the tent there lay, in a similar state of ruin,
old-fashioned wagon carts.  The wood had started
rotting long ago.
   Posters adorned the wagons, their colours faded and
their corners torn.  Here were the old favourites the
Skeleton Man and the Bearded Lady; here, the world's
strongest midget; the pinheads; the Porcelain Girl;
and far in the back, his poster with brighter, newer
colours, there was the Astonishing Dr. Tablet.
   "Dead," said Lily.
   "Dying, yes."  This voice was new.  Tyler and Lily
turned to see a tall, stockily-built man in coattails
and a string-tie emerge from one of the wagons.  The
wagon had no poster and was marked, simply, Tex.  "For
a long time, we've been dying.  But dead?  Not yet. 
Not while there's still air in my lungs and blood in
my heart."
   "Just as long as you don't get the two mixed up,"
chirped Tyler.  "I'm Tyler Bridge, and this is the
ravishing Lily Paschall.  We..."
   "Tex," said the man, extending his hand.  Tyler
shook it.
   "Right, sir.  We..."
   "No sir about it.  Tex."
   "Go ahead, boy.  Call me Tex.  No formalities. 
Everyone calls me Tex."
   Lily spoke up.  "Tex."
   Tex looked at Tyler suspiciously.  "Everyone calls
me Tex, everyone except my father, who called me
Junior, on account of everyone called him Tex, when he
was livin', God rest his soul."
   "But Tex wasn't his real name?" said Lily.
   Tex cleared his throat.
   "Your father named you Tex."
   "Tex Waggner Junior, at your service.  That's
Waggner with two Gs."
   "Finally," said Tyler.  "Tex Waggner, we've come to
see a member of your merry little band.  We have
reason to believe his life might be in danger.  We
don't have time to explain.  Lily Paschall and I,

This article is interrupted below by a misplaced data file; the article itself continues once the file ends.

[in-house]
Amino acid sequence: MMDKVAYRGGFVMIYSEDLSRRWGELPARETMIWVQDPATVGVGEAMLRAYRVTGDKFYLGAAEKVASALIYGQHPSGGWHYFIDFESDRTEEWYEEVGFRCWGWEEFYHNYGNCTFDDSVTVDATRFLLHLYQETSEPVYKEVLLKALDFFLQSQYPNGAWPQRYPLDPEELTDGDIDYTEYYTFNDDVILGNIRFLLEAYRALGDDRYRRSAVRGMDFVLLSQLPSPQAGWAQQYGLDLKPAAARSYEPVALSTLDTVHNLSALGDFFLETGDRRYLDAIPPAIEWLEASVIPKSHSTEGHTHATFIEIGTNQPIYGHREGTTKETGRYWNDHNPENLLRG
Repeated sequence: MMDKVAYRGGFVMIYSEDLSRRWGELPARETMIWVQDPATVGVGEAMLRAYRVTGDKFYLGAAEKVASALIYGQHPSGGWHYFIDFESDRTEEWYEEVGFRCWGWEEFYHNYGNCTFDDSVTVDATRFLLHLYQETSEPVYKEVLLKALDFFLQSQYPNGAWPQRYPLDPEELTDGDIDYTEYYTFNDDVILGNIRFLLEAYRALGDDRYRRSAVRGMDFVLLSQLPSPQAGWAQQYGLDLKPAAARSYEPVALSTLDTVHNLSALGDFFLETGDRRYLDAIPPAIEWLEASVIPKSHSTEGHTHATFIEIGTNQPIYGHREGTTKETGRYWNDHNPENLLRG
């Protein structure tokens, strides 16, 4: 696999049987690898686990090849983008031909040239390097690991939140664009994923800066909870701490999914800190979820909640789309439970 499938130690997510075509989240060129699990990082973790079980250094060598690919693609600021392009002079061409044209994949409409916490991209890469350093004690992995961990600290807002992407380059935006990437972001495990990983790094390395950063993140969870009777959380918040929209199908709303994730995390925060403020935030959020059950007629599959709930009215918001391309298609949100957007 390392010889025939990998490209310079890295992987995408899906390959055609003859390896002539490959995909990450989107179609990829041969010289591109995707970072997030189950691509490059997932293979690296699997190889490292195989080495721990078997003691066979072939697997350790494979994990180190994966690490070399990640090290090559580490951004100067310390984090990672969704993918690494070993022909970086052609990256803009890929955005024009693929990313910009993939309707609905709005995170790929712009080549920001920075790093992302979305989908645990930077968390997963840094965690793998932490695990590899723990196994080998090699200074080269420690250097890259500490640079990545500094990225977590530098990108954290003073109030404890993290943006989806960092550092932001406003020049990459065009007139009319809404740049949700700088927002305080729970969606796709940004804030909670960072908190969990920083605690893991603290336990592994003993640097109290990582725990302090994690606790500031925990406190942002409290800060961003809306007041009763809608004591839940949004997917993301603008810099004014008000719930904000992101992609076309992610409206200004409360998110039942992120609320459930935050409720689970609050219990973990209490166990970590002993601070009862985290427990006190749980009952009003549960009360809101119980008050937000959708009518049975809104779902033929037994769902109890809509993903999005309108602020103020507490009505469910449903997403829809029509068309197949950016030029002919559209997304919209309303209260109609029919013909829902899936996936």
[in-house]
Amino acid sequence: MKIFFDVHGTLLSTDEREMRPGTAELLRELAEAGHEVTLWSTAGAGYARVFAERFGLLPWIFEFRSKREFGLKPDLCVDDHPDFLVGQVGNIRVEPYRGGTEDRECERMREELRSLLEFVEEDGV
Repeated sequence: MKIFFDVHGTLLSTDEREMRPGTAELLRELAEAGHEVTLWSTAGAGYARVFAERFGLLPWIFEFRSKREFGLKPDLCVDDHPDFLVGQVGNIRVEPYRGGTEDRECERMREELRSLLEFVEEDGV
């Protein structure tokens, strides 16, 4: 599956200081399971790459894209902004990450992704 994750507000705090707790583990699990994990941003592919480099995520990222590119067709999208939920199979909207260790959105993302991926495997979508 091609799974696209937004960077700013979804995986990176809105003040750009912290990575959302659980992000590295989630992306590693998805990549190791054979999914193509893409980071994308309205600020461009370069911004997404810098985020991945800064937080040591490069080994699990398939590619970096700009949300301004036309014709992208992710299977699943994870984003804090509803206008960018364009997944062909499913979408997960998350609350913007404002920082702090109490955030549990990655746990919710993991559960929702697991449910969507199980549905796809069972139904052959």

we're net.heroes."
   "You know," said Lily, "the people who wear garish
colours and have odd abilities and parade themselves
around for attention."
   Tyler poked Lily in the ribs, directing her
attention to the posters on the wagons.
   "Uh," said Lily, "the other people who wear garish
colours and have odd abilities and parade themselves
around for attention."
   "We're here to see Larry Tablet."
   "He isn't here," said Tex sharply.
   "Do you know where...?"
   "I get the distinct feeling that you don't quite
care for the chap," said Tyler.
   "You could say that.  Course, you could say a lot
of things about the man who seduced your twenty-year
old daughter and made her into a hussy.  Larry Tablet
is a lying, scheming, no-good cheat, a seducer of
women who laughs in their husband's faces.  He has
more enemies than a bearded lady has lice.
   "I chased him clear out of these parts.  If I knew
where he was, I wouldn't tell you anyway because if
his life is in danger, the bastard deserves it.
   "And what's more," said Tex, "if he comes
a-crawling around here for help, I'm going to shoot
him on sight.  And if he comes sniffing around my
little girl again, I'm going to shoot him in the
berries first, if you know what I mean."
   "I know what you mean," said Lily.  "Tex, if we